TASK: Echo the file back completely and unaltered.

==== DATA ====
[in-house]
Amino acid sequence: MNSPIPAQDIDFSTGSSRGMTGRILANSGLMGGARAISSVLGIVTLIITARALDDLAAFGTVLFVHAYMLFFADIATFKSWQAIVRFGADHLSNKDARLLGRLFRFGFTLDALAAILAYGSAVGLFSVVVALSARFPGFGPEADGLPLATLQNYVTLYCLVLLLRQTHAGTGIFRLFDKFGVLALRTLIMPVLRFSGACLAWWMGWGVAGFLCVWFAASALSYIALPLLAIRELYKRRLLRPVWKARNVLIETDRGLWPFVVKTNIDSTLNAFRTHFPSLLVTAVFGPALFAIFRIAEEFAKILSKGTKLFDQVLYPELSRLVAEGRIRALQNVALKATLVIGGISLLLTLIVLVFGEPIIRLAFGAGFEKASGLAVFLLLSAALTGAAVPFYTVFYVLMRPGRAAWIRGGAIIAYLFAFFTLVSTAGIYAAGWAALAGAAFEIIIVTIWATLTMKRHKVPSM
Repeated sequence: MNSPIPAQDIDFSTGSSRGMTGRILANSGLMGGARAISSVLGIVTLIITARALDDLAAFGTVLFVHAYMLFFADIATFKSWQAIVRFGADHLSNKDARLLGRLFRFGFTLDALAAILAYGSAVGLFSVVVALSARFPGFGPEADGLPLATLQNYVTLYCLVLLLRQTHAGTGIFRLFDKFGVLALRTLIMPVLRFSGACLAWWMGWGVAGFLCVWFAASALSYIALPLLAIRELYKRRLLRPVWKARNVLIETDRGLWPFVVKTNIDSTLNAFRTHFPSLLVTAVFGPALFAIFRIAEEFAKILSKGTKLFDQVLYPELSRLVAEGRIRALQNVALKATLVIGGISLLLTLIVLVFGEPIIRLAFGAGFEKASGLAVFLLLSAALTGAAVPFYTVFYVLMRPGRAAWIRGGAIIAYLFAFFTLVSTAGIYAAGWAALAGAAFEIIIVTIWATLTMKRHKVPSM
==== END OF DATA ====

[in-house]
Amino acid sequence: MNSPIPAQDIDFSTGSSRGMTGRILANSGLMGGARAISSVLGIVTLIITARALDDLAAFGTVLFVHAYMLFFADIATFKSWQAIVRFGADHLSNKDARLLGRLFRFGFTLDALAAILAYGSAVGLFSVVVALSARFPGFGPEADGLPLATLQNYVTLYCLVLLLRQTHAGTGIFRLFDKFGVLALRTLIMPVLRFSGACLAWWMGWGVAGFLCVWFAASALSYIALPLLAIRELYKRRLLRPVWKARNVLIETDRGLWPFVVKTNIDSTLNAFRTHFPSLLVTAVFGPALFAIFRIAEEFAKILSKGTKLFDQVLYPELSRLVAEGRIRALQNVALKATLVIGGISLLLTLIVLVFGEPIIRLAFGAGFEKASGLAVFLLLSAALTGAAVPFYTVFYVLMRPGRAAWIRGGAIIAYLFAFFTLVSTAGIYAAGWAALAGAAFEIIIVTIWATLTMKRHKVPSM
Repeated sequence: MNSPIPAQDIDFSTGSSRGMTGRILANSGLMGGARAISSVLGIVTLIITARALDDLAAFGTVLFVHAYMLFFADIATFKSWQAIVRFGADHLSNKDARLLGRLFRFGFTLDALAAILAYGSAVGLFSVVVALSARFPGFGPEADGLPLATLQNYVTLYCLVLLLRQTHAGTGIFRLFDKFGVLALRTLIMPVLRFSGACLAWWMGWGVAGFLCVWFAASALSYIALPLLAIRELYKRRLLRPVWKARNVLIETDRGLWPFVVKTNIDSTLNAFRTHFPSLLVTAVFGPALFAIFRIAEEFAKILSKGTKLFDQVLYPELSRLVAEGRIRALQNVALKATLVIGGISLLLTLIVLVFGEPIIRLAFGAGFEKASGLAVFLLLSAALTGAAVPFYTVFYVLMRPGRAAWIRGGAIIAYLFAFFTLVSTAGIYAAGWAALAGAAFEIIIVTIWATLTMKRHKVPSM